Thursday, August 14, 2008

Blade (1998)

Comic books are a medium primarily dominated by superheroes. Anyone why tries telling you otherwise is either a fool or a liar. But while the majority of them wear spandex costumes and have fantastic powers like flight or super-strength, others deviate greatly from that mold. They might be called "superheroes," but the supernatural nature of both their origins and the enemies they face are what sets them apart from their caped brethren. Perhaps the most notable of these heroes is Blade, the resident vampire hunter at Marvel Comics.

Created in 1973 by Marv Wolfman and Gene Colan, Blade was a frequent supporting character in Tomb of Dracula, while making semi-occasional appearances in Marvel's other horror comics at the time. His visibility dropped during the '80s after Tomb of Dracula was cancelled, but he regained into his share of the spotlight through a number of miniseries and one-shot comics published in the early '90s.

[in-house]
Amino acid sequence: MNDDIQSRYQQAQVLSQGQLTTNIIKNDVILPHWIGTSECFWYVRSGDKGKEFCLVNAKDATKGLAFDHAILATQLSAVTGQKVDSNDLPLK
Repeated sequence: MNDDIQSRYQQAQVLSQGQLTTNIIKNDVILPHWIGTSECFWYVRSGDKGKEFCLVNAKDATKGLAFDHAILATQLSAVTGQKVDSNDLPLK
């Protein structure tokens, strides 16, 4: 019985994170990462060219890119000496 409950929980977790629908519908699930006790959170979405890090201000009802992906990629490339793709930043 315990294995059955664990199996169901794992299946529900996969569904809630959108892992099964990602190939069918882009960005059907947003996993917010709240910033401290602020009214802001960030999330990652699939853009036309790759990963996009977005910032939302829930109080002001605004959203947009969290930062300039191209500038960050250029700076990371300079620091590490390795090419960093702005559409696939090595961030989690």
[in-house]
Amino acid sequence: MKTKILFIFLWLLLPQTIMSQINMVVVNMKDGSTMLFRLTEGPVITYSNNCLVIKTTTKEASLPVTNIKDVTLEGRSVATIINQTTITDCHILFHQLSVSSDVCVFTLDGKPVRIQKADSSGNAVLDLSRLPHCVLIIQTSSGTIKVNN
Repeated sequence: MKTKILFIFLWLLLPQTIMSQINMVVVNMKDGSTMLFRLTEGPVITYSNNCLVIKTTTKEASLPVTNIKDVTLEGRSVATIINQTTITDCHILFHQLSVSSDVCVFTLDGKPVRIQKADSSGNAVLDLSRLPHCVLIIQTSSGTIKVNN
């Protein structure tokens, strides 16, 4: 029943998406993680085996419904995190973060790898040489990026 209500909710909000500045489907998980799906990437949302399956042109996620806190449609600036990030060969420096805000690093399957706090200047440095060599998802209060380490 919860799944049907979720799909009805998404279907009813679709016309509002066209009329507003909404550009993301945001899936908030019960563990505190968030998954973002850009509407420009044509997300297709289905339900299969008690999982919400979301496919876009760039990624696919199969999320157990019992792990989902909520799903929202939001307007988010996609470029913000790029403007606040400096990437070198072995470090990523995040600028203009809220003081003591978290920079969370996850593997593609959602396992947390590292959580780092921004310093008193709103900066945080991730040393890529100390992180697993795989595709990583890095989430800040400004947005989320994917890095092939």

Blade has never been one of Marvel's A-list characters (or even one of their B-list characters, if you want my opinion on it), but that didn't stop New Line Cinema from purchasing the movie rights. And let me tell you, folks, if you want to know what got the ball started on the current superhero genre, you can point the finger directly at this movie.

We begin with a brief prologue in 1967. A pregnant woman (Sanaa Lathan) is rushed into a hospital's emergency room, hemorrhaging blood after being bitten by a vampire. The trauma ends up inducing labor, and she dies giving birth. Thirty years pass, and that baby has become a prolific vampire hunter known as Blade (Wesley Snipes). Thanks to a genetic alteration passed to him by the bite that killed his mother, Blade is known amongst the vampire underworld as "the Daywalker," a vampire/human hybrid with all of a vampire's strengths and only one of their weaknesses: the thirst for blood. Keeping the thirst at bay with a serum developed by his cantankerous weaponsmith and mentor, Abraham Whistler (Kris Kristofferson), Blade has made it his life's work to destroy every bloodsucker he comes across.